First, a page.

Monday, 30 June 2014

90 Million Blog's 3 Year Anniversary!

I'm incredibly proud to announce that 90 Million Blog just turned 3 years old!  

When I started writing the blog 3 years ago I could not have imagined what it would become (or that it would last so long).  It has not been smooth sailing the whole way but this blog is an incredibly important part of who I am now and I hope to keep it going for as long as I can.

I wanted to thank everyone who has contributed to this blog...

There are so many people that contribute to this blog in various ways and I wanted to thank all of them including:
  • The regular readers and those who leave comments on the blog
    • When I originally started writing this blog I didn't think anyone would ever read it
    • What I found though is that there is a great community of people out there who are passionate about creating wealth, improving their life and their financial situation
    • I just wanted to thank those who continue to read and participate in the blog
  • Those who gave me advice and constructive criticism
    • Although I wish I was perfect at this whole blogging and wealth thing it is more than clear to me that I am not
    • I really want to thank those who have taken the time to give me advice and also to offer criticism where it is warranted.
  • My friends who encourage me to continue writing the blog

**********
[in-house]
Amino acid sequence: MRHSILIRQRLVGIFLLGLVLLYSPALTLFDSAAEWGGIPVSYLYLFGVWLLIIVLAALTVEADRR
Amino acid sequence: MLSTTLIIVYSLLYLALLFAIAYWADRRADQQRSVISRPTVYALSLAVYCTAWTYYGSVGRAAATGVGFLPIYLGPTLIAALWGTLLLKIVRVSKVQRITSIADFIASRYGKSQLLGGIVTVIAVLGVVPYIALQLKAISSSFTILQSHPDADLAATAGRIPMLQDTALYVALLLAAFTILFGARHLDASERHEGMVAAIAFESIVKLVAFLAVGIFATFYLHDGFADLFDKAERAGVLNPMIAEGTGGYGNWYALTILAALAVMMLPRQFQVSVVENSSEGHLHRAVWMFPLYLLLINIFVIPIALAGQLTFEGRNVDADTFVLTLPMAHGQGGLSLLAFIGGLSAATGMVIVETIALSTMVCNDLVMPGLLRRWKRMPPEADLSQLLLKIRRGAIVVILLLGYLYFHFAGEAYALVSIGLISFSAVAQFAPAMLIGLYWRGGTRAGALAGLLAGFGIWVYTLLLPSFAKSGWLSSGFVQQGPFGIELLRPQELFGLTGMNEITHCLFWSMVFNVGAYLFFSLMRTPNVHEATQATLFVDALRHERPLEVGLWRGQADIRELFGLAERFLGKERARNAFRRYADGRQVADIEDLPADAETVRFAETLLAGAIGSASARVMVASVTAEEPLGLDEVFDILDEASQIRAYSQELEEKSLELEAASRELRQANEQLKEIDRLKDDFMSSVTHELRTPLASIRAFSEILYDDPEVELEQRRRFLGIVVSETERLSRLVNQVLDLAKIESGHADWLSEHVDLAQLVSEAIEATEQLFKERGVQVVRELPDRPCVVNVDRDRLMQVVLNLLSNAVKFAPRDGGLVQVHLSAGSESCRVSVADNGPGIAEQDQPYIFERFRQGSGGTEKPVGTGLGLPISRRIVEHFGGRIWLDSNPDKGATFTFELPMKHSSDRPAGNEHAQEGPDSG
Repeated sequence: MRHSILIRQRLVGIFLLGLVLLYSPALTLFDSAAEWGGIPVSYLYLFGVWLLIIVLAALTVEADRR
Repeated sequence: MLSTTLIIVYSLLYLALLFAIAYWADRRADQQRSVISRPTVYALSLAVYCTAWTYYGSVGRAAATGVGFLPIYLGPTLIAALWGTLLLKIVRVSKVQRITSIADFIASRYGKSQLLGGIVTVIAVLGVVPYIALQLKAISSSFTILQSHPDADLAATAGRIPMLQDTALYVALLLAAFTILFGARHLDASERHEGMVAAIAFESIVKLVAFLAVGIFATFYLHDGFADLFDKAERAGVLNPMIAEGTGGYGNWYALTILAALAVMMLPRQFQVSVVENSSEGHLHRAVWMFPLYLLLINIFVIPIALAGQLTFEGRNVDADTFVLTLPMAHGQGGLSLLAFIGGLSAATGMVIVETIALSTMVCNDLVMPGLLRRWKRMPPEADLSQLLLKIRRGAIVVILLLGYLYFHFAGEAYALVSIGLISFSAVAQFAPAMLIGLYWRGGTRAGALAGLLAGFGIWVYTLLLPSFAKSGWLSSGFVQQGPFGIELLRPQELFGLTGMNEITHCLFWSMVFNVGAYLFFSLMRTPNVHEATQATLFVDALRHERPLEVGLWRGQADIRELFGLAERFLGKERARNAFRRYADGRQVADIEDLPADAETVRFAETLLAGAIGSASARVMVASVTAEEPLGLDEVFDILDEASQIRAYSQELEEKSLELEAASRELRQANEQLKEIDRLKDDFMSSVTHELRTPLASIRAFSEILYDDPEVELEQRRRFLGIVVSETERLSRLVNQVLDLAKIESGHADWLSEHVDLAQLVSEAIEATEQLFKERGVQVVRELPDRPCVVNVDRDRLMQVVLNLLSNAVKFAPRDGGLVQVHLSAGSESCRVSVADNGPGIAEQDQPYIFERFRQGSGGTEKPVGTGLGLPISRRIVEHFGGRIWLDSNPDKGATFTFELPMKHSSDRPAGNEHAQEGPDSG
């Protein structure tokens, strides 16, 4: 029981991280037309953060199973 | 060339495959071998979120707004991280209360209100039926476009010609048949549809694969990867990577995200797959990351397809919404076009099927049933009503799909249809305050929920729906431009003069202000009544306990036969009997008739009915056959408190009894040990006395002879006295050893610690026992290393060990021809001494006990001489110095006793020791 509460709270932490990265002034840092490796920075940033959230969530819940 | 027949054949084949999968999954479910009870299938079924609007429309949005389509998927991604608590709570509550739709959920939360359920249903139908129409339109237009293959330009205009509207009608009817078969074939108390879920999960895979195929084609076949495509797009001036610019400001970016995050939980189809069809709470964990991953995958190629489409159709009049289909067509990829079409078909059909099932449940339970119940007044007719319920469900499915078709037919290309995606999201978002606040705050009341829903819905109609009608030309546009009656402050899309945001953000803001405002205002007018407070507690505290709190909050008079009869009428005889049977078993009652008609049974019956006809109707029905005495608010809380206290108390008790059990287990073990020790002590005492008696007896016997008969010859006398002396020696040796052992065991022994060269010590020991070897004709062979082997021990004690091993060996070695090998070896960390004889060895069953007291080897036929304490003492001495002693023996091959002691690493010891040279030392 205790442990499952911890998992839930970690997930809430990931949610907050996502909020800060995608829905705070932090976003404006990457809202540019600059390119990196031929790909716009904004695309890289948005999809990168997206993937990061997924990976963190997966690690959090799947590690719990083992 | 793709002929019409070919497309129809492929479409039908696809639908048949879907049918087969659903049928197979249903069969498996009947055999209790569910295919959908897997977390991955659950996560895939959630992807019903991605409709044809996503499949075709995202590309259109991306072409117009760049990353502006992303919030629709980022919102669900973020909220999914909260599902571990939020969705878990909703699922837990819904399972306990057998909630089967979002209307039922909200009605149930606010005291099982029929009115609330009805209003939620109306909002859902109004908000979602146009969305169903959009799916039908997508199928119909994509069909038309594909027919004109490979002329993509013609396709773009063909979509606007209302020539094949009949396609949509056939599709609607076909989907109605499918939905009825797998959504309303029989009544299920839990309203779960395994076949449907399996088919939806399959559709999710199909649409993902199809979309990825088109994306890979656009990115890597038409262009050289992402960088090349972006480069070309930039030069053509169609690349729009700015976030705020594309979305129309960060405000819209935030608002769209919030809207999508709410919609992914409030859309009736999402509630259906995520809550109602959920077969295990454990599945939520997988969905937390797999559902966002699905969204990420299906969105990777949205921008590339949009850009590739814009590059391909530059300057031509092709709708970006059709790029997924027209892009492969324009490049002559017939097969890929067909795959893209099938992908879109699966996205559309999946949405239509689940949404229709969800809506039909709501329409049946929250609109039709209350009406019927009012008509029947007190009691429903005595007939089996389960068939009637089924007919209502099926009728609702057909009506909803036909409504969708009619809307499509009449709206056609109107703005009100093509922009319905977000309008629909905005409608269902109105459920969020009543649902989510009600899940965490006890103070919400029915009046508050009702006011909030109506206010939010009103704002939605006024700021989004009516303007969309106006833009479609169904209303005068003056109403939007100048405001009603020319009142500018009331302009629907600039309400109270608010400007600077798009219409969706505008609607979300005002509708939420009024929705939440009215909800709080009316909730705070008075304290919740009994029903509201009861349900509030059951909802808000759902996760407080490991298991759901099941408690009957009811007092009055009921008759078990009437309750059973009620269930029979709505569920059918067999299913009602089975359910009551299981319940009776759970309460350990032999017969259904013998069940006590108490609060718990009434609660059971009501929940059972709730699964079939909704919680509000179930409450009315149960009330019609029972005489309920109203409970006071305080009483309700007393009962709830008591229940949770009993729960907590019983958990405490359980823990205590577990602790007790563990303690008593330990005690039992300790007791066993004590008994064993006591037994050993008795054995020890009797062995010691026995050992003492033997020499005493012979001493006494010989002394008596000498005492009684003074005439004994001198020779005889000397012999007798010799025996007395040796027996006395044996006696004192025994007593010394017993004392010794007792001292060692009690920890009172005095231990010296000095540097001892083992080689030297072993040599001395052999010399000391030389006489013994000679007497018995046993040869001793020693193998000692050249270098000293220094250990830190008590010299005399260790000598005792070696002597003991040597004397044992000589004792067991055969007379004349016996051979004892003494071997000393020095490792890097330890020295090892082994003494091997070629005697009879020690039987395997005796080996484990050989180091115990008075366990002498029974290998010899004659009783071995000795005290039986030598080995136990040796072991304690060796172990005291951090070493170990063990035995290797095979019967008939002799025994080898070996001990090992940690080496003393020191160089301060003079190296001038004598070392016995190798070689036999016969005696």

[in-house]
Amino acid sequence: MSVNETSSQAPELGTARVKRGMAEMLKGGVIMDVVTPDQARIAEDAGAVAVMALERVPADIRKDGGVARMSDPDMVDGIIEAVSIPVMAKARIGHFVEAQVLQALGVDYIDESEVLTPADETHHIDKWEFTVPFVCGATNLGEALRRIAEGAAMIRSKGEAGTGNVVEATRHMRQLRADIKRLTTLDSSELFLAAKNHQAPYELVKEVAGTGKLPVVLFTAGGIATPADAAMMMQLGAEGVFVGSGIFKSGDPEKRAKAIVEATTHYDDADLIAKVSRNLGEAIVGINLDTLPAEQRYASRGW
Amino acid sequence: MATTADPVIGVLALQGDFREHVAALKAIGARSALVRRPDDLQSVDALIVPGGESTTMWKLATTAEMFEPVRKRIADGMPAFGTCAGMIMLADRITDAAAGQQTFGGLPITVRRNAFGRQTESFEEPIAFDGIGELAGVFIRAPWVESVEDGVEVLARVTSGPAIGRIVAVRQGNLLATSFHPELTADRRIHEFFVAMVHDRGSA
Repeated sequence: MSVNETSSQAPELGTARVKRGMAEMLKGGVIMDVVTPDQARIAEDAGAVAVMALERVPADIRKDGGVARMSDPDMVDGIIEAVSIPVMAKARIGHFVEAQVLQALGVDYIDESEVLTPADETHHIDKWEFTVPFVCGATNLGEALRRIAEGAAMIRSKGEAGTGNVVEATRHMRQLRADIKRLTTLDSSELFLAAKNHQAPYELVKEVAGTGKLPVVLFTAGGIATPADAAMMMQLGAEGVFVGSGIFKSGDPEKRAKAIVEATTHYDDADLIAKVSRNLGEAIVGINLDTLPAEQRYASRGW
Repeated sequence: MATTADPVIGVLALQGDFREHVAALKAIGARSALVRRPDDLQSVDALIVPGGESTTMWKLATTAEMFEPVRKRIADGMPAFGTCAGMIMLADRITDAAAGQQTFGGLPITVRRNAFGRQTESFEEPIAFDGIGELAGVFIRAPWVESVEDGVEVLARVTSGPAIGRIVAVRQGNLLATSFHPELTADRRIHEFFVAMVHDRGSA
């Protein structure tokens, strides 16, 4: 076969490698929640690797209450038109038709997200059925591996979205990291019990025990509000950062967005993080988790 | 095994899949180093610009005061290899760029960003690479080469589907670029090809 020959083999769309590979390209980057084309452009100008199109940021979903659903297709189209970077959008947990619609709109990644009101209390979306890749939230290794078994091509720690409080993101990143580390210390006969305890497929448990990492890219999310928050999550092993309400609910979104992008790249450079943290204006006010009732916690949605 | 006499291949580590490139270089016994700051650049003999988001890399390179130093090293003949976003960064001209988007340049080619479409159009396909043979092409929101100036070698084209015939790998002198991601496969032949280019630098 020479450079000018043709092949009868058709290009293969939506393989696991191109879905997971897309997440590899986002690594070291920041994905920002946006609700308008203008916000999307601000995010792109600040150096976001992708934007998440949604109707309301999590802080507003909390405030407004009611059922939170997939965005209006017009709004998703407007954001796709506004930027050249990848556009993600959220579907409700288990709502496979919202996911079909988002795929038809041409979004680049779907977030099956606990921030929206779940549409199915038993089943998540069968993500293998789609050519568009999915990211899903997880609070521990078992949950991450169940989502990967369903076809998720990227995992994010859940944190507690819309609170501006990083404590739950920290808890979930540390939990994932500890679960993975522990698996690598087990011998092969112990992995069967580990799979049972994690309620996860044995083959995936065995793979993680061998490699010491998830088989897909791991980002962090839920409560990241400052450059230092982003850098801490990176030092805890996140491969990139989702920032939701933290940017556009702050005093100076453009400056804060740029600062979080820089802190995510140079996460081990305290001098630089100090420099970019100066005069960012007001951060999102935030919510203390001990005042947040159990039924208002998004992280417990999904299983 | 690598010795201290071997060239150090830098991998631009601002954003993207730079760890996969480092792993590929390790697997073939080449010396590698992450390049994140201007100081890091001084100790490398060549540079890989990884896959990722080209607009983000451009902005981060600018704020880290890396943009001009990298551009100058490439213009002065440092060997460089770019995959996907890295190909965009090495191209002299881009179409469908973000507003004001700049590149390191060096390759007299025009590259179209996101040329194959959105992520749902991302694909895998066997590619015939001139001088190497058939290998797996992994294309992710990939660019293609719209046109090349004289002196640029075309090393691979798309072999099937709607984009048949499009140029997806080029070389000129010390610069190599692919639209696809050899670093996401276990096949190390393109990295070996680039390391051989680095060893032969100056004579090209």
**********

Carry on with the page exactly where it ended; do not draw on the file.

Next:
• I have told very few people about this blog for reasons I have talked about before but there is a small group of friends (including my girlfriend) who know about the blog
    • They have all been incredibly supportive and encourage me to keep writing

The blog didn't exactly go in the direction I thought it would this year...

When I wrote this post last year I outlined

Thursday, 26 June 2014

It's Tax Time: Here are 4 things you should do before 30 June

Can you believe the end of the financial and tax year is already here?  It seems to come around quicker every single year! You have just a few days left to get your some last minute tax structuring done before the year comes to an end so I have compiled a list of things that you may want to consider doing.

Here are 4 things you should think about before the end of the financial year:

1. Calculate your capital gains tax bill and work out if you need to trade

You should be doing this at the end of every financial year.  I have posted about this idea in far more detail but here are the basics
  • You can't offset your capital gains tax losses / gains against your other income (as you can with your investment property)
  • If you have a tax gain or loss you can net it off with another position that you may want to exit 
  • If you have a CGT liability for the year and have unrealised tax losses you can realise the tax loss and then re-enter the position again in the new financial year
    • Note that this creates a new tax base and transaction costs but it may be worth it due to the time value of money

2. Donate to charity before the end of the financial year

If you have been thinking about donating to charity now is a great time to do it.  The charity is probably going to be indifferent between receiving it now or in 5 days time but you get the tax benefit this year instead of next year.